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Grading system

In secondary and higher education, institutions use letter grades to assess results. The meaning of the letters used is as indicated below, unless specified otherwise in the notes to the transcript (there are many different variations).

In figures (GPA) Letter grade Description
4 A excellent/superior
3 B very good/above average
2 C average
1 D below average
0 F failure

Common abbreviations on transcripts, particularly in higher education, include:

Letter Description
P pass: no grade awarded
S satisfactory: no grade awarded
I incomplete: student did not satisfy all of the requirements by the end of the semester (the requirements must be met within the prescribed period)
W withdrawn: student has stopped taking a subject (with permission)
NC no credit: no credits have been awarded
R repeat: a subject being taken for the second time because the student did not pass the first time

Credit system

There are a number of different credit systems, which are all based on the number of contact hours rather than on the study load as a whole. Below, we describe the most common systems in secondary and higher education.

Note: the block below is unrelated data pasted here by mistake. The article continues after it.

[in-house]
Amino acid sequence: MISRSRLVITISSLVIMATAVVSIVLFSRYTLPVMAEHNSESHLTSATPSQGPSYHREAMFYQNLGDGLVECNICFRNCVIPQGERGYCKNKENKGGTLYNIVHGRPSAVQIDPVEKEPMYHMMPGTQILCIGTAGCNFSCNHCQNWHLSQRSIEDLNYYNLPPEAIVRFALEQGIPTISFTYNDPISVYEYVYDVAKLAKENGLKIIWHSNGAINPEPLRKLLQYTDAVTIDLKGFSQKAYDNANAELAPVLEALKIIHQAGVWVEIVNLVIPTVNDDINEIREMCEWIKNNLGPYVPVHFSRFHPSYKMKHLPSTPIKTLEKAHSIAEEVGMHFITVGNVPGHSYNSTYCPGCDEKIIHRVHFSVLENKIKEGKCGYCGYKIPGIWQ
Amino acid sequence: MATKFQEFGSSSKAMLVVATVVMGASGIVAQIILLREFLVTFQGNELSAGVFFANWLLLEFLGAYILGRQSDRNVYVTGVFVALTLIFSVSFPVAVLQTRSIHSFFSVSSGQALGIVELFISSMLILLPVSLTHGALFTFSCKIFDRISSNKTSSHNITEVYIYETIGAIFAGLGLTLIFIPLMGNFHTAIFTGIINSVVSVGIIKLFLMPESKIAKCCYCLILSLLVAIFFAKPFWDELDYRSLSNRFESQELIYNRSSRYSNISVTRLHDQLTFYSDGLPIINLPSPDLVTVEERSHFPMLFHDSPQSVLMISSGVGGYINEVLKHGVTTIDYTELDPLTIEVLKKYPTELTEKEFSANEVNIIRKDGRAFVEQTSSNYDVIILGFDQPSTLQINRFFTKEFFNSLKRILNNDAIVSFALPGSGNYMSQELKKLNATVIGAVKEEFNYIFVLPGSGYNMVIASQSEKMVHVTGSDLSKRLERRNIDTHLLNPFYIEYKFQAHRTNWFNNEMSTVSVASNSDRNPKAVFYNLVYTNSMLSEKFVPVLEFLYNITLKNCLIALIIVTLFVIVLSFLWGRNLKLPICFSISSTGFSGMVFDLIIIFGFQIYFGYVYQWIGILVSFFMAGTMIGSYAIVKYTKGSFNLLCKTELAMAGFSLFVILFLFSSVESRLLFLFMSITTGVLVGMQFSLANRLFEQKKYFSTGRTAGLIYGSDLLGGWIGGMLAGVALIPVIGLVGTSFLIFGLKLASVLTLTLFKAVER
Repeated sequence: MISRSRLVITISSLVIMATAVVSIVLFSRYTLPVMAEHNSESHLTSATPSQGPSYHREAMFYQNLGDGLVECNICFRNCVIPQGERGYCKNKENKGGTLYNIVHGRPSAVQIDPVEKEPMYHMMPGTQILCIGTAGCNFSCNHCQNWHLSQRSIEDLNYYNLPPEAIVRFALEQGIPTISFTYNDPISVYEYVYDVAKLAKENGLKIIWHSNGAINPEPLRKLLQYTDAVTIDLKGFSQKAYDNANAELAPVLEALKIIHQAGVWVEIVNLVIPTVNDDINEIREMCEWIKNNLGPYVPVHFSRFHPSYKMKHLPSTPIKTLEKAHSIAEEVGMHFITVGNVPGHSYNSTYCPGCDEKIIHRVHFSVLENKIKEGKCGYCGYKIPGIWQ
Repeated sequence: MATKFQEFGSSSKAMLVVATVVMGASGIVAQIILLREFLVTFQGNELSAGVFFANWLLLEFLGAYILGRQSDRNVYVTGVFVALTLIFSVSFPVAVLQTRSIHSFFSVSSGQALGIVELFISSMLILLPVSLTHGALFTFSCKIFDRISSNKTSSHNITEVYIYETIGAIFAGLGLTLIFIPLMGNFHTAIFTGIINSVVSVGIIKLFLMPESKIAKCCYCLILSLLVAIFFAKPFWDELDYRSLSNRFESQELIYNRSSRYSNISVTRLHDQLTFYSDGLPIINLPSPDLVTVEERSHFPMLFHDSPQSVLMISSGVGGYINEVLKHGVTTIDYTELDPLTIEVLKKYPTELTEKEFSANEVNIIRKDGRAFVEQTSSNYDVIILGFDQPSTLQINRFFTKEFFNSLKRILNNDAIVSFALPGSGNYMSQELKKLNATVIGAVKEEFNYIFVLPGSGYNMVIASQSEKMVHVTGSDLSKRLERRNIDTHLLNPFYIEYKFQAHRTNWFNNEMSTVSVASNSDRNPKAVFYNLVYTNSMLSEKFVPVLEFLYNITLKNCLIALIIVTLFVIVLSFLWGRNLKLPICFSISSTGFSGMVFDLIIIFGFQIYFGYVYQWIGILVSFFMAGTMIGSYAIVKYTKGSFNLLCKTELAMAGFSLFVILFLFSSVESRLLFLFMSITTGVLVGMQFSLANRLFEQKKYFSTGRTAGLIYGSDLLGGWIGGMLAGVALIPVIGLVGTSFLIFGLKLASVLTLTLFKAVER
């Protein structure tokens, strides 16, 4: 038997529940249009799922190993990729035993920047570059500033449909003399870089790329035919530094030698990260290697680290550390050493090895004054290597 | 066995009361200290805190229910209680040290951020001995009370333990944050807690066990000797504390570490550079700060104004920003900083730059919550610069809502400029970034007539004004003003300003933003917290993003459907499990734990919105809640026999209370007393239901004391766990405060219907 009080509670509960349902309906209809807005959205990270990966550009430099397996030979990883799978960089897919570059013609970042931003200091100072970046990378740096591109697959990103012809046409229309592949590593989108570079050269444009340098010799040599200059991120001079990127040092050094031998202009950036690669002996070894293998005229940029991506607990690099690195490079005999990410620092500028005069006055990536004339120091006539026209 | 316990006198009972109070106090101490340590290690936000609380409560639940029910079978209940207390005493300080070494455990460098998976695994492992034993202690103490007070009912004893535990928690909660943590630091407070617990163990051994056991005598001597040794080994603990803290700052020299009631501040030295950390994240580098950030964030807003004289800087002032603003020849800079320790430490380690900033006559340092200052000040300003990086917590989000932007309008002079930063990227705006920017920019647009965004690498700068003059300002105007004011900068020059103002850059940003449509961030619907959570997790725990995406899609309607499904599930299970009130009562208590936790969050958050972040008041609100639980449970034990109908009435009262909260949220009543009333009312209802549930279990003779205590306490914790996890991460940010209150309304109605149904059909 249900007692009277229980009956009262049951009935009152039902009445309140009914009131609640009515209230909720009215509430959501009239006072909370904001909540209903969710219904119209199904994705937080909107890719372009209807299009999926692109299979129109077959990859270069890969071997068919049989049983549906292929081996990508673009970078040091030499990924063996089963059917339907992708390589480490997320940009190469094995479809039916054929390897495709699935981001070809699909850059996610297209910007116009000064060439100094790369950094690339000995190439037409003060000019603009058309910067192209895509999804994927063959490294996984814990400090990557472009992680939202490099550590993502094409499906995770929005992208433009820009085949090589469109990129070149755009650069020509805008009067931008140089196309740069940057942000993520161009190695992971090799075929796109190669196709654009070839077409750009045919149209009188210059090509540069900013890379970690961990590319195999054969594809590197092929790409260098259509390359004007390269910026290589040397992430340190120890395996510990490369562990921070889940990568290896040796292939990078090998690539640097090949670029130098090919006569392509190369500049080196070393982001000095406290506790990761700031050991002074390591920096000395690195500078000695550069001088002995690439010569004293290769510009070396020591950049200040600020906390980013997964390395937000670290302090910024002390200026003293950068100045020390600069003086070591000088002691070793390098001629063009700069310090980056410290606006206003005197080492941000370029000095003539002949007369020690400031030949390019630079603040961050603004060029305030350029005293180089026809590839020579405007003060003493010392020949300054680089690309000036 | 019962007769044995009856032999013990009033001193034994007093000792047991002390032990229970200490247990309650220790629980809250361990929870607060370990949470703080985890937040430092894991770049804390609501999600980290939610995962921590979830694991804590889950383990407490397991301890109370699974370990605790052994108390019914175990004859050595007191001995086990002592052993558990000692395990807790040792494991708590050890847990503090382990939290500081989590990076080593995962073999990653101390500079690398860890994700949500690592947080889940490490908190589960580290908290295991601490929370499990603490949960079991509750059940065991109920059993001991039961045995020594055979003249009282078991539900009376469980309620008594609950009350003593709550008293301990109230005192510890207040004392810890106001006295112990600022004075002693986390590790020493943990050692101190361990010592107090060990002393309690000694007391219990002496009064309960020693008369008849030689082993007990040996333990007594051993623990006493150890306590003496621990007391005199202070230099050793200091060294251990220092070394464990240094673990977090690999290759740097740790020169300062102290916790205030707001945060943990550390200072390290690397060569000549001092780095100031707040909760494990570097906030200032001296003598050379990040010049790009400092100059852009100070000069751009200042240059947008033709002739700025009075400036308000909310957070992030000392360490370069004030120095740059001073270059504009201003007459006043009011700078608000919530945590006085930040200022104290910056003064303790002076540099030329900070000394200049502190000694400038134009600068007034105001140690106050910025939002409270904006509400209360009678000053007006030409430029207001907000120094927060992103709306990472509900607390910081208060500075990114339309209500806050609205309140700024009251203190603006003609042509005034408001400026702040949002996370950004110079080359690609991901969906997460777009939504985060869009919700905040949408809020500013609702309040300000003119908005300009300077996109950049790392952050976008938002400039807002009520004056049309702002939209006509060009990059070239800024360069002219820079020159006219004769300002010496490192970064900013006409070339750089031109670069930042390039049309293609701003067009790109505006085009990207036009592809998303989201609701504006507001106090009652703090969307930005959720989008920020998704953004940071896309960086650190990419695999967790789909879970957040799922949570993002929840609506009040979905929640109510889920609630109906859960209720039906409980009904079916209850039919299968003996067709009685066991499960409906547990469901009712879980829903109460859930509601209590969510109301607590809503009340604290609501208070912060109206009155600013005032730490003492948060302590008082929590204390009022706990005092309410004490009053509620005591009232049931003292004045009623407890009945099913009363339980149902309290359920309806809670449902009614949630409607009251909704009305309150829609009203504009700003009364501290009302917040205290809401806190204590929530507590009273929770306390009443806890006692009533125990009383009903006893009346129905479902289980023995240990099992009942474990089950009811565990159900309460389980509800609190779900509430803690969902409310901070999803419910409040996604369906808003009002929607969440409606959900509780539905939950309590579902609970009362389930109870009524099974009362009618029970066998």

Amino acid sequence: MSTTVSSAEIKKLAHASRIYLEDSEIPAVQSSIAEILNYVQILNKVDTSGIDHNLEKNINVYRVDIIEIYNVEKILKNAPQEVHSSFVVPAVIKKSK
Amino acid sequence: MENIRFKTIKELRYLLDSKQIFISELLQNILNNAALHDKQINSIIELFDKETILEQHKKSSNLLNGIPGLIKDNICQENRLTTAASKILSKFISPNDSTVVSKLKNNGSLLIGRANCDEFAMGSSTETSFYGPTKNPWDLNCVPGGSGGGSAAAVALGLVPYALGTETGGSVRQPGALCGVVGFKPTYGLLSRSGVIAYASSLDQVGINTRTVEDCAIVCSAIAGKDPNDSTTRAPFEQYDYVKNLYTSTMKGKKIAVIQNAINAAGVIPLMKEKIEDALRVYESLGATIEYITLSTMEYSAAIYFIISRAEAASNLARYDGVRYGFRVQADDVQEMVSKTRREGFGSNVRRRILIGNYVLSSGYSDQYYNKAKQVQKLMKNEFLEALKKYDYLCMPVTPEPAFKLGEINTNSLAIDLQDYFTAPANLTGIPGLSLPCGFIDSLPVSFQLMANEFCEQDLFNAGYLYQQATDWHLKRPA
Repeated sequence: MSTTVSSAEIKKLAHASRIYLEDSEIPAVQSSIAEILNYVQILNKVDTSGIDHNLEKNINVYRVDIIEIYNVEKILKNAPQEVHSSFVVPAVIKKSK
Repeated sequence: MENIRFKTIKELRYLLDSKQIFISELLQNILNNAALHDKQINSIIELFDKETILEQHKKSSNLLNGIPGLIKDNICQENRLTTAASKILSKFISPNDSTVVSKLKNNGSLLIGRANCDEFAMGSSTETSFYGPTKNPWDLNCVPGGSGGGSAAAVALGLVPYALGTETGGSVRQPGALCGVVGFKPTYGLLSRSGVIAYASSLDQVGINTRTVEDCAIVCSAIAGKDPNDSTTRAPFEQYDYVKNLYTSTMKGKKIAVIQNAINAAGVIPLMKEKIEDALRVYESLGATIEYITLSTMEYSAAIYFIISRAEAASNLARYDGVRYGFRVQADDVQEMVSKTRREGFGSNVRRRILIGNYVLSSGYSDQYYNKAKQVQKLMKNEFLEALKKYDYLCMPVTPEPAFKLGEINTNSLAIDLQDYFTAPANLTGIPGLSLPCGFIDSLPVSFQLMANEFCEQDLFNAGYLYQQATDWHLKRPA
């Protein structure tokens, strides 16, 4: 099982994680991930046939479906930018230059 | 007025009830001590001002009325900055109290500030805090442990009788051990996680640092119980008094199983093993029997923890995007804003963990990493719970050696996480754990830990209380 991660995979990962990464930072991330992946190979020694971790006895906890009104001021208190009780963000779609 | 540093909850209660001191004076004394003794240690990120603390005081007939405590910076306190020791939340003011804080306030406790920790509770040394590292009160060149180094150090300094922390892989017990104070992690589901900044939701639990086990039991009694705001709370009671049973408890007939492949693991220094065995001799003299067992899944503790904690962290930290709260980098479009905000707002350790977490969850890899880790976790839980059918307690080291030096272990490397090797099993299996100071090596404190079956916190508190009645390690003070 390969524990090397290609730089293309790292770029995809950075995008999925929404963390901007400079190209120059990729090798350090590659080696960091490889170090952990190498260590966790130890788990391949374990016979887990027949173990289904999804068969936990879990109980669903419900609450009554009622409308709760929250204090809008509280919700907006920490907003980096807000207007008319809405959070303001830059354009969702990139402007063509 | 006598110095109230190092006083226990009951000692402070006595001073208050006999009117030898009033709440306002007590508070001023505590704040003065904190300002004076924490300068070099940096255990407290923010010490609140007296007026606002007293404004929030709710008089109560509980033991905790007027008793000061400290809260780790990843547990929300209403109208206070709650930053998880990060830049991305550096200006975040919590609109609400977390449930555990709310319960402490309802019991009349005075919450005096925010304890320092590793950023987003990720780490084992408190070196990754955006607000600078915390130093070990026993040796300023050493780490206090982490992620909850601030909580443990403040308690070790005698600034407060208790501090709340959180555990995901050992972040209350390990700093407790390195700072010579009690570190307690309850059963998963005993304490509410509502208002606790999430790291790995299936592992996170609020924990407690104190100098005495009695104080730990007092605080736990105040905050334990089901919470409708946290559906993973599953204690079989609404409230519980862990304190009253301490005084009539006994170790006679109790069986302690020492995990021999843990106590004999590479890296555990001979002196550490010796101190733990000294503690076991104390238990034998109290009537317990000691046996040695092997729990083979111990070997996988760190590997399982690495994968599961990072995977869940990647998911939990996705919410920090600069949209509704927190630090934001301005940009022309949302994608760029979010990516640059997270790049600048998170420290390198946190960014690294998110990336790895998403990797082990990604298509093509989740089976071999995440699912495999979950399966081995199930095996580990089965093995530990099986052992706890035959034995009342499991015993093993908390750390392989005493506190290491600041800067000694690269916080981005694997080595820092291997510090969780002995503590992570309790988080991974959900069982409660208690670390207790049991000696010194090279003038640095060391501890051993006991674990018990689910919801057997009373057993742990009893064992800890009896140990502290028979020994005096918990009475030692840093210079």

Secondary education

  • 1 credit for a subject that involves 5 hours of lessons per week over 1 academic year (of approximately 36 weeks).

Please note: the school sometimes awards 5 credits for this period rather than 1 credit. For example: if students take physics for 5 hours a week, they will be awarded 1 credit or 5 credits at the end of the school year, depending on the system used by the school.

Higher education

  • Theory: 1 credit = approx. 1 hour of teaching + 2 hours of preparation time.
  • Practice: 1 credit = 2-3 hours of laboratory work, practical or work placement.

It is important to establish whether an institution divides the year into semesters or quarters. An academic year has:

  • 3 x 15-16 week semesters (‘fall’, spring and summer); or
  • 4 x 10-12 week quarters (‘fall’, winter, spring and summer).

How the year is divided affects the value of the number of credits. This value is usually clear from the transcript (or from the notes to the transcript):

  • 1 semester credit = 1 contact hour per week over the course of 15-16 weeks; a total of 120 semester credits for a bachelor’s degree (30 credits per year).
  • 1 quarter credit = 1 contact hour per week over the course of 10-12 weeks; a total of 180 quarter credits for a bachelor’s degree (45 credits per year).